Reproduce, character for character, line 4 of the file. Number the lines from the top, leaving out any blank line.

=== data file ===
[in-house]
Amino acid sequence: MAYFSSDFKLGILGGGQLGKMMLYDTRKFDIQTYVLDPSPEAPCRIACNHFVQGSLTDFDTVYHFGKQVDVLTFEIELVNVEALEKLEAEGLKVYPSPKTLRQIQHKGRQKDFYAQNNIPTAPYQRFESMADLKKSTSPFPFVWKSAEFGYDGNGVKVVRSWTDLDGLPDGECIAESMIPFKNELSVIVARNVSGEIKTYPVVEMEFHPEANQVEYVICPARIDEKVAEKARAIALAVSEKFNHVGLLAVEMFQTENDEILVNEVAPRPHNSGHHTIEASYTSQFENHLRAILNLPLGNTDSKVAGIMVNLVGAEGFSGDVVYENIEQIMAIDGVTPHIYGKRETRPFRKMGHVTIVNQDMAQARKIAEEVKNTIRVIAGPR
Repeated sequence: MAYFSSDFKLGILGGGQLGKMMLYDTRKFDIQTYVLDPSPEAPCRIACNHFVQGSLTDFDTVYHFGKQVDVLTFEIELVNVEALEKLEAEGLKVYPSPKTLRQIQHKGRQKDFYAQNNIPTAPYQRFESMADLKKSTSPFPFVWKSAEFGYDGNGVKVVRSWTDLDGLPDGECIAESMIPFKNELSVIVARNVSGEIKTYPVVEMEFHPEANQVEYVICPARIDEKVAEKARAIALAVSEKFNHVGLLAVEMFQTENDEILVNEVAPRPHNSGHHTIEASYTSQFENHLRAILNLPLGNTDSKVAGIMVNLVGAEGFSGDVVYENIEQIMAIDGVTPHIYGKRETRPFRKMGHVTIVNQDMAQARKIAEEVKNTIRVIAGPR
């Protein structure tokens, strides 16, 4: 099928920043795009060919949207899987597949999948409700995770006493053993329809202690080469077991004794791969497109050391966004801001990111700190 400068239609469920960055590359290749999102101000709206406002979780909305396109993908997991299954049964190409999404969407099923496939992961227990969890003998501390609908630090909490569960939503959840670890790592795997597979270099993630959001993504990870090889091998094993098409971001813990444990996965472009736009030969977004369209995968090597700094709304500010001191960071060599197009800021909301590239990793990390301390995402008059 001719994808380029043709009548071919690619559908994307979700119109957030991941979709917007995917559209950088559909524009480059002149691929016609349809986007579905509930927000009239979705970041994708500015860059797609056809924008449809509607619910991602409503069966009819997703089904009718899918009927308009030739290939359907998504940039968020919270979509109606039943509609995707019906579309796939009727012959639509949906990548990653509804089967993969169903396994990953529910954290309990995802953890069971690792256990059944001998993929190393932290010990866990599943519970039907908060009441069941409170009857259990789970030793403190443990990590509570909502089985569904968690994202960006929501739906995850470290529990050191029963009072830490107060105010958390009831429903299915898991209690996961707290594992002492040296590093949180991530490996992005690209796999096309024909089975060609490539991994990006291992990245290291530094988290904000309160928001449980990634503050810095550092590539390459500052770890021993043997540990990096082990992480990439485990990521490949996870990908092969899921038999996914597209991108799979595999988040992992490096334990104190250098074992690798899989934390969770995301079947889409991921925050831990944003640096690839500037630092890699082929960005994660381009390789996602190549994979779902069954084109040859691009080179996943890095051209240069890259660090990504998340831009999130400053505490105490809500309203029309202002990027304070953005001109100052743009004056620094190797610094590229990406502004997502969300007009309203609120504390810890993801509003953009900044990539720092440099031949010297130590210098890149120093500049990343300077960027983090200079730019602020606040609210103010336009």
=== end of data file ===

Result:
């Protein structure tokens, strides 16, 4: 099928920043795009060919949207899987597949999948409700995770006493053993329809202690080469077991004794791969497109050391966004801001990111700190 400068239609469920960055590359290749999102101000709206406002979780909305396109993908997991299954049964190409999404969407099923496939992961227990969890003998501390609908630090909490569960939503959840670890790592795997597979270099993630959001993504990870090889091998094993098409971001813990444990996965472009736009030969977004369209995968090597700094709304500010001191960071060599197009800021909301590239990793990390301390995402008059 001719994808380029043709009548071919690619559908994307979700119109957030991941979709917007995917559209950088559909524009480059002149691929016609349809986007579905509930927000009239979705970041994708500015860059797609056809924008449809509607619910991602409503069966009819997703089904009718899918009927308009030739290939359907998504940039968020919270979509109606039943509609995707019906579309796939009727012959639509949906990548990653509804089967993969169903396994990953529910954290309990995802953890069971690792256990059944001998993929190393932290010990866990599943519970039907908060009441069941409170009857259990789970030793403190443990990590509570909502089985569904968690994202960006929501739906995850470290529990050191029963009072830490107060105010958390009831429903299915898991209690996961707290594992002492040296590093949180991530490996992005690209796999096309024909089975060609490539991994990006291992990245290291530094988290904000309160928001449980990634503050810095550092590539390459500052770890021993043997540990990096082990992480990439485990990521490949996870990908092969899921038999996914597209991108799979595999988040992992490096334990104190250098074992690798899989934390969770995301079947889409991921925050831990944003640096690839500037630092890699082929960005994660381009390789996602190549994979779902069954084109040859691009080179996943890095051209240069890259660090990504998340831009999130400053505490105490809500309203029309202002990027304070953005001109100052743009004056620094190797610094590229990406502004997502969300007009309203609120504390810890993801509003953009900044990539720092440099031949010297130590210098890149120093500049990343300077960027983090200079730019602020606040609210103010336009």